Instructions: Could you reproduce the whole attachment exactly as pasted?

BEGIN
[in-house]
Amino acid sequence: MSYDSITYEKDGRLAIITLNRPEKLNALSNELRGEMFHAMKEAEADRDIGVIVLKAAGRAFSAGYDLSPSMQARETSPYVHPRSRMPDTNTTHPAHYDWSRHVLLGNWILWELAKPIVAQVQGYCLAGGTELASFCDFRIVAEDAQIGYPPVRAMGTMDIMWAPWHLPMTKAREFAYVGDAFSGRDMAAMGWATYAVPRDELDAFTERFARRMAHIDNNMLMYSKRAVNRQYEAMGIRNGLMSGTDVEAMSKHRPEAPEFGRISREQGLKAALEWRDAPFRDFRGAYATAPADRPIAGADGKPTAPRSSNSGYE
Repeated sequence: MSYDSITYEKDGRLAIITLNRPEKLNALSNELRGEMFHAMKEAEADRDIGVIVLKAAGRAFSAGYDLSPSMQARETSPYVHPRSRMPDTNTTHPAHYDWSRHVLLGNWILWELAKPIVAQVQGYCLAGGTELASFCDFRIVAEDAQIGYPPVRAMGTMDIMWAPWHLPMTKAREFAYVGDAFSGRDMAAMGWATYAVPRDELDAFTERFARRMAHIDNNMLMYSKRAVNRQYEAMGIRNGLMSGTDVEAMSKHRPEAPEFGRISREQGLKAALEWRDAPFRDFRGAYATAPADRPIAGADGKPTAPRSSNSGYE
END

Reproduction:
[in-house]
Amino acid sequence: MSYDSITYEKDGRLAIITLNRPEKLNALSNELRGEMFHAMKEAEADRDIGVIVLKAAGRAFSAGYDLSPSMQARETSPYVHPRSRMPDTNTTHPAHYDWSRHVLLGNWILWELAKPIVAQVQGYCLAGGTELASFCDFRIVAEDAQIGYPPVRAMGTMDIMWAPWHLPMTKAREFAYVGDAFSGRDMAAMGWATYAVPRDELDAFTERFARRMAHIDNNMLMYSKRAVNRQYEAMGIRNGLMSGTDVEAMSKHRPEAPEFGRISREQGLKAALEWRDAPFRDFRGAYATAPADRPIAGADGKPTAPRSSNSGYE
Repeated sequence: MSYDSITYEKDGRLAIITLNRPEKLNALSNELRGEMFHAMKEAEADRDIGVIVLKAAGRAFSAGYDLSPSMQARETSPYVHPRSRMPDTNTTHPAHYDWSRHVLLGNWILWELAKPIVAQVQGYCLAGGTELASFCDFRIVAEDAQIGYPPVRAMGTMDIMWAPWHLPMTKAREFAYVGDAFSGRDMAAMGWATYAVPRDELDAFTERFARRMAHIDNNMLMYSKRAVNRQYEAMGIRNGLMSGTDVEAMSKHRPEAPEFGRISREQGLKAALEWRDAPFRDFRGAYATAPADRPIAGADGKPTAPRSSNSGYE